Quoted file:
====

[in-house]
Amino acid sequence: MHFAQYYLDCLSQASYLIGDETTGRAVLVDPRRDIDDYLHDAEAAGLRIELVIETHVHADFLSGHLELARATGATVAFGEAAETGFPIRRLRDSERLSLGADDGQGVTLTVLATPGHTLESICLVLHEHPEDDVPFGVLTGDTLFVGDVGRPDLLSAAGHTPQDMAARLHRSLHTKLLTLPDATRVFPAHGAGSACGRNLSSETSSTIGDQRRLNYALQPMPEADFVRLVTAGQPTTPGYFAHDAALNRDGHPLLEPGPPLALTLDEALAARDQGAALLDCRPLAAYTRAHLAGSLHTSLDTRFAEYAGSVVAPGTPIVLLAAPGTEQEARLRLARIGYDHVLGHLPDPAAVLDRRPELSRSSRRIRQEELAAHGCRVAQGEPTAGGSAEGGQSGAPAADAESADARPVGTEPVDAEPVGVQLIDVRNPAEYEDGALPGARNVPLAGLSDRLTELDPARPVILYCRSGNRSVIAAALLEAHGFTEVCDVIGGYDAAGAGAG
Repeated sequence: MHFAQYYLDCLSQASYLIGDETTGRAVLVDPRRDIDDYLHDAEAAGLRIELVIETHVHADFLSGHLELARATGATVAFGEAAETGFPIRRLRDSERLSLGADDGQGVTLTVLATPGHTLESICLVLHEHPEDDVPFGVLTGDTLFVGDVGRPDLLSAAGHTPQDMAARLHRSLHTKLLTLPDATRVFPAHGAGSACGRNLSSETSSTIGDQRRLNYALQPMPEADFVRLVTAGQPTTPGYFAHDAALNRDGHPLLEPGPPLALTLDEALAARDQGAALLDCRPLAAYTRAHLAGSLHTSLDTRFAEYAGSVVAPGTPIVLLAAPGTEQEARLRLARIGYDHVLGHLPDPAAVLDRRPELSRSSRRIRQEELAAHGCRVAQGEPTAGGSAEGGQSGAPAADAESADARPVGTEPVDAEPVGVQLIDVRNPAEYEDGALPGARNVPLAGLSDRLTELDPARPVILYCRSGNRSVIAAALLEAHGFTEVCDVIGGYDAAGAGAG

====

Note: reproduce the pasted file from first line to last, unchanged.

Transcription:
[in-house]
Amino acid sequence: MHFAQYYLDCLSQASYLIGDETTGRAVLVDPRRDIDDYLHDAEAAGLRIELVIETHVHADFLSGHLELARATGATVAFGEAAETGFPIRRLRDSERLSLGADDGQGVTLTVLATPGHTLESICLVLHEHPEDDVPFGVLTGDTLFVGDVGRPDLLSAAGHTPQDMAARLHRSLHTKLLTLPDATRVFPAHGAGSACGRNLSSETSSTIGDQRRLNYALQPMPEADFVRLVTAGQPTTPGYFAHDAALNRDGHPLLEPGPPLALTLDEALAARDQGAALLDCRPLAAYTRAHLAGSLHTSLDTRFAEYAGSVVAPGTPIVLLAAPGTEQEARLRLARIGYDHVLGHLPDPAAVLDRRPELSRSSRRIRQEELAAHGCRVAQGEPTAGGSAEGGQSGAPAADAESADARPVGTEPVDAEPVGVQLIDVRNPAEYEDGALPGARNVPLAGLSDRLTELDPARPVILYCRSGNRSVIAAALLEAHGFTEVCDVIGGYDAAGAGAG
Repeated sequence: MHFAQYYLDCLSQASYLIGDETTGRAVLVDPRRDIDDYLHDAEAAGLRIELVIETHVHADFLSGHLELARATGATVAFGEAAETGFPIRRLRDSERLSLGADDGQGVTLTVLATPGHTLESICLVLHEHPEDDVPFGVLTGDTLFVGDVGRPDLLSAAGHTPQDMAARLHRSLHTKLLTLPDATRVFPAHGAGSACGRNLSSETSSTIGDQRRLNYALQPMPEADFVRLVTAGQPTTPGYFAHDAALNRDGHPLLEPGPPLALTLDEALAARDQGAALLDCRPLAAYTRAHLAGSLHTSLDTRFAEYAGSVVAPGTPIVLLAAPGTEQEARLRLARIGYDHVLGHLPDPAAVLDRRPELSRSSRRIRQEELAAHGCRVAQGEPTAGGSAEGGQSGAPAADAESADARPVGTEPVDAEPVGVQLIDVRNPAEYEDGALPGARNVPLAGLSDRLTELDPARPVILYCRSGNRSVIAAALLEAHGFTEVCDVIGGYDAAGAGAG